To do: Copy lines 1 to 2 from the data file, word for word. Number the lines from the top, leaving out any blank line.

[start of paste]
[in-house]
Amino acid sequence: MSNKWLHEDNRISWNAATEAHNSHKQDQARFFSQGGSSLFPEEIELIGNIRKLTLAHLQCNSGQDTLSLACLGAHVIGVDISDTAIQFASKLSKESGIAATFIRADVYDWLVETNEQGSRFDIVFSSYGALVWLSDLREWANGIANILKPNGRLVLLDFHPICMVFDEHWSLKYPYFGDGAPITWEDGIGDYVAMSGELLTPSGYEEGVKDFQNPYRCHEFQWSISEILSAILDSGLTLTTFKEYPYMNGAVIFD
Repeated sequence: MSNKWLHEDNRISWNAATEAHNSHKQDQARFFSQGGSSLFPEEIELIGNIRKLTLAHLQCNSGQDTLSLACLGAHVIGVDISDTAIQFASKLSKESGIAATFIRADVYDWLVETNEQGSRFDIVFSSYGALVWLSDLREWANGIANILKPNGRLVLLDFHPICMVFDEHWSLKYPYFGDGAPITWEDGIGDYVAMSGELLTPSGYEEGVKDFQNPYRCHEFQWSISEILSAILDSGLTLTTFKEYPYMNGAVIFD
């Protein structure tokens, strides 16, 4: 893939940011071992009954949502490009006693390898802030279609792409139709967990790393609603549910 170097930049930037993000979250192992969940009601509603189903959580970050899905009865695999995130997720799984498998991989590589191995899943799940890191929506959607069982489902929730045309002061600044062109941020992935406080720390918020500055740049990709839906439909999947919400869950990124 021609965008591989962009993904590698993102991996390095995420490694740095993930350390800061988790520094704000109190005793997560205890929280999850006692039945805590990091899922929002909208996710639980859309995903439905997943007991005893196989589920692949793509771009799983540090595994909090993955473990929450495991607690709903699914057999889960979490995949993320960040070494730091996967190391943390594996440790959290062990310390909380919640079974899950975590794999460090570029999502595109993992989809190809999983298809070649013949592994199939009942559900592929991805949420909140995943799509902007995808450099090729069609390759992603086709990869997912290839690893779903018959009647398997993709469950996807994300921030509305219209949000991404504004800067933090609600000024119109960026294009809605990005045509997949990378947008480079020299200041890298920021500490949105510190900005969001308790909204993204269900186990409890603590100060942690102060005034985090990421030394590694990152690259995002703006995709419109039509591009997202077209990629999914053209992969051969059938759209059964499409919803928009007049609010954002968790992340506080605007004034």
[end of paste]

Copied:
[in-house]
Amino acid sequence: MSNKWLHEDNRISWNAATEAHNSHKQDQARFFSQGGSSLFPEEIELIGNIRKLTLAHLQCNSGQDTLSLACLGAHVIGVDISDTAIQFASKLSKESGIAATFIRADVYDWLVETNEQGSRFDIVFSSYGALVWLSDLREWANGIANILKPNGRLVLLDFHPICMVFDEHWSLKYPYFGDGAPITWEDGIGDYVAMSGELLTPSGYEEGVKDFQNPYRCHEFQWSISEILSAILDSGLTLTTFKEYPYMNGAVIFD